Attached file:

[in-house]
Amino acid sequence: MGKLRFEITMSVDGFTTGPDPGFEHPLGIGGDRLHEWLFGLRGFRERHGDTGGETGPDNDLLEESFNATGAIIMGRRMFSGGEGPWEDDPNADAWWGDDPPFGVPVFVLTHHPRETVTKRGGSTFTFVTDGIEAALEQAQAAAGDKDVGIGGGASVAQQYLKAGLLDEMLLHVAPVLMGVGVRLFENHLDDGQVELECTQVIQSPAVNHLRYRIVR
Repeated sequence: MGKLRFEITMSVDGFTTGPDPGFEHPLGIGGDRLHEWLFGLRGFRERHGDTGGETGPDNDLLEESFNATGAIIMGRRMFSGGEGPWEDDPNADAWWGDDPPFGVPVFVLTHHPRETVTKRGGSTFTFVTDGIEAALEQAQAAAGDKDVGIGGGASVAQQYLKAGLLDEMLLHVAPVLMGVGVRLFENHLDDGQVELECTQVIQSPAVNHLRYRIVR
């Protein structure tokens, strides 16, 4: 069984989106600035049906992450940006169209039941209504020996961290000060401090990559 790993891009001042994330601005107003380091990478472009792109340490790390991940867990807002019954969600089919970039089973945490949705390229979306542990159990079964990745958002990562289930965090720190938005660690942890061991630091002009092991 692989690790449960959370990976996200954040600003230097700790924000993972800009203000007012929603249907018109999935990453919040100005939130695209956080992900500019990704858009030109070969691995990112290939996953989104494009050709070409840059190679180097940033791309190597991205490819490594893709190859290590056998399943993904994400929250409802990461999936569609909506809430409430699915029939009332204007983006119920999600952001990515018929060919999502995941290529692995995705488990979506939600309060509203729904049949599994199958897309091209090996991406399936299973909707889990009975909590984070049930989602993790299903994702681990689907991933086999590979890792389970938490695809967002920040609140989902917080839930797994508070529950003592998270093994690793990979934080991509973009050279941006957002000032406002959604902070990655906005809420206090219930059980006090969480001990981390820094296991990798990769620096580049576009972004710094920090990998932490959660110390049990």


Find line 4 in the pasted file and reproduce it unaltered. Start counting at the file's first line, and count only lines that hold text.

């Protein structure tokens, strides 16, 4: 069984989106600035049906992450940006169209039941209504020996961290000060401090990559 790993891009001042994330601005107003380091990478472009792109340490790390991940867990807002019954969600089919970039089973945490949705390229979306542990159990079964990745958002990562289930965090720190938005660690942890061991630091002009092991 692989690790449960959370990976996200954040600003230097700790924000993972800009203000007012929603249907018109999935990453919040100005939130695209956080992900500019990704858009030109070969691995990112290939996953989104494009050709070409840059190679180097940033791309190597991205490819490594893709190859290590056998399943993904994400929250409802990461999936569609909506809430409430699915029939009332204007983006119920999600952001990515018929060919999502995941290529692995995705488990979506939600309060509203729904049949599994199958897309091209090996991406399936299973909707889990009975909590984070049930989602993790299903994702681990689907991933086999590979890792389970938490695809967002920040609140989902917080839930797994508070529950003592998270093994690793990979934080991509973009050279941006957002000032406002959604902070990655906005809420206090219930059980006090969480001990981390820094296991990798990769620096580049576009972004710094920090990998932490959660110390049990």